Push Mirroring

Push mirroring is a form of mirroring that minimizes the time it takes for changes to the archive to reach mirrors. The master server uses a triggering mechanism to immediately inform the client mirror that it needs to be updated.

Push mirroring takes a little more effort to set up since the maintainers of the upstream and downstream mirror must exchange information. The benefit is that the upstream mirror initiates the mirror process immediately after its archive has been updated. This allows changes to the archive to propagate extremely quickly.

Explanation of the method

First some background on ssh. Ssh allows people to connect to accounts on different machines in a secure way. Not only are passwords never passed in the clear, once you connect to a machine you are basically guaranteed that future connections will be to the same machine. This prevents many man-in-the-middle attacks.

One capability ssh has is the ability for a user to take the public identity key for a user on another machine and add it to a file of authorized keys on your machine. By default, the user on the other machine (who has the private identity key associated with the public identity key given to you) then has login privileges to your account. It is possible, though, to add text to an authorized key restricting the type of access a person accessing your account using that key has.

So to protect the downstream mirror, the key provided by the upstream mirror has text added to it to limit it to only give the person accessing your account permission to do one thing — start the program on your machine that updates your mirror. Even if someone (an evil third party) was able to break the key, the most they could do is to start the mirror program on your machine. You do not even have to worry about multiple copies of the program being started as a lockfile is used.

On the upstream end, rsync can be configured to restrict who can mirror a given area by username and password. These are totally separate from /etc/passwd so a push server doesn't have to worry about giving others access to their machine. As it is set up, the username and password are passed in the clear. This shouldn't be a problem though, as the worst that can happen is that a third party gains the ability to mirror Debian from that site.

Setting up a push client mirror

It is best to set this up using the account of an ordinary user, not root. The contents of the public ssh key given to you by the upstream mirror should be placed in ~<user>/.ssh/authorized_keys.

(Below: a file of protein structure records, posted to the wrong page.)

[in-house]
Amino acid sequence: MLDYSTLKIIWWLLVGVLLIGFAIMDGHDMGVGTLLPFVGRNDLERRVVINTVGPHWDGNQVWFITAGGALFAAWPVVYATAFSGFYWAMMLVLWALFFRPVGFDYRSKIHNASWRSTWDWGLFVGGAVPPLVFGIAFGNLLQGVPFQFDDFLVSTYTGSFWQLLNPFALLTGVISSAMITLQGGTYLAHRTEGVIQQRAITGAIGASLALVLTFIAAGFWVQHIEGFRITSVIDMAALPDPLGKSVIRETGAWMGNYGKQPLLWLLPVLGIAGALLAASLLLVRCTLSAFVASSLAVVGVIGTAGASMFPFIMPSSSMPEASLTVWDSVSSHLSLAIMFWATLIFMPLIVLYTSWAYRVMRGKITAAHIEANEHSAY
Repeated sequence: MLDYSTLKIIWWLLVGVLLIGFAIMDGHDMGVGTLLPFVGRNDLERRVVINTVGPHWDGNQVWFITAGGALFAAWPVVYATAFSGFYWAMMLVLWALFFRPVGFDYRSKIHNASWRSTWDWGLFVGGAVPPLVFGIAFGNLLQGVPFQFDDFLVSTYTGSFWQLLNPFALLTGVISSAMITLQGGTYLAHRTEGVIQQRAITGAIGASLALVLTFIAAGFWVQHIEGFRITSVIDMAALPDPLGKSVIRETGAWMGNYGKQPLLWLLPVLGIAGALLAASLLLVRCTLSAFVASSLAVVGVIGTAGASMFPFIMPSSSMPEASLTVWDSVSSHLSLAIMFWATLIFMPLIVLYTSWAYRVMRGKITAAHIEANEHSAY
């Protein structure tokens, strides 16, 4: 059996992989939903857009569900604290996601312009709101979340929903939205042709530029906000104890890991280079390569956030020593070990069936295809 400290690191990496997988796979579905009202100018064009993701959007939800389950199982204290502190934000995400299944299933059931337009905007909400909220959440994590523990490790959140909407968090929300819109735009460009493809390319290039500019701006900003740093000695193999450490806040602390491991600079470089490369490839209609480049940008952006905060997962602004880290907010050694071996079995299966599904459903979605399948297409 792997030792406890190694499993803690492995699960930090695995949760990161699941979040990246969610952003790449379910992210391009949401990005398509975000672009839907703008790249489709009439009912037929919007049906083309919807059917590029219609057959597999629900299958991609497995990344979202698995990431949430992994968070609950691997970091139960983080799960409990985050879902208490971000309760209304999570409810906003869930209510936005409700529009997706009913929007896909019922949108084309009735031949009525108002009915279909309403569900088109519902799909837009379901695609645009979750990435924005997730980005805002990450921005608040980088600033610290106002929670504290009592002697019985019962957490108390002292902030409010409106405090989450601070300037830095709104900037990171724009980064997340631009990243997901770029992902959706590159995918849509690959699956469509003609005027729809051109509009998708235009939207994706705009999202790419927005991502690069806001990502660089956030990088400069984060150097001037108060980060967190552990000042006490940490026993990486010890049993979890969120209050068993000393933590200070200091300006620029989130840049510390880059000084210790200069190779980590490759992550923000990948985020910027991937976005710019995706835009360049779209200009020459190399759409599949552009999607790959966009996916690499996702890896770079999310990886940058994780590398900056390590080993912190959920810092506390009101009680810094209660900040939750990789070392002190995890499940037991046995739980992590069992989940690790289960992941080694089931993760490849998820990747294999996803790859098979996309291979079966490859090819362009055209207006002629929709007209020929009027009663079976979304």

To become a push client for the FTP archive, you will need to set up mirroring using our standard ftpsync script set. Copy ftpsync.conf.sample to ftpsync.conf and modify it to suit your system and the values provided by upstream.

Push-Primary client sites

Push-Primary client mirrors, also referred to as Tier-1 mirrors, are the push client mirrors which are allowed to mirror from our master archives.

If your site is very well connected (both very good bandwidth and well connected to major backbones) and you are willing to let other sites mirror from your site, you may want to let us know so we can consider you for a push mirror. However, don't expect it to happen very soon because we already have a fair number of Tier-1 mirrors.

If your site is becoming a Push-Primary for the FTP archive, you will need one of these files:

If your site is becoming a Push-Primary for the WWW pages, you will need the public SSH2 key used by www-master.debian.org.

Setting up a push server mirror

Given the large number of mirrors and the size of the Debian archive, it is not feasible for all the mirrors to use the master archive site as the upstream source for Debian (i.e. their push server mirror). It is much more efficient if the load is distributed among a number of push mirrors distributed throughout the globe.

Push server mirrors should be push client mirrors of the master archive (or perhaps another push server), and they should contain a mirror of the entire Debian archive.

See the details on setting up a push server.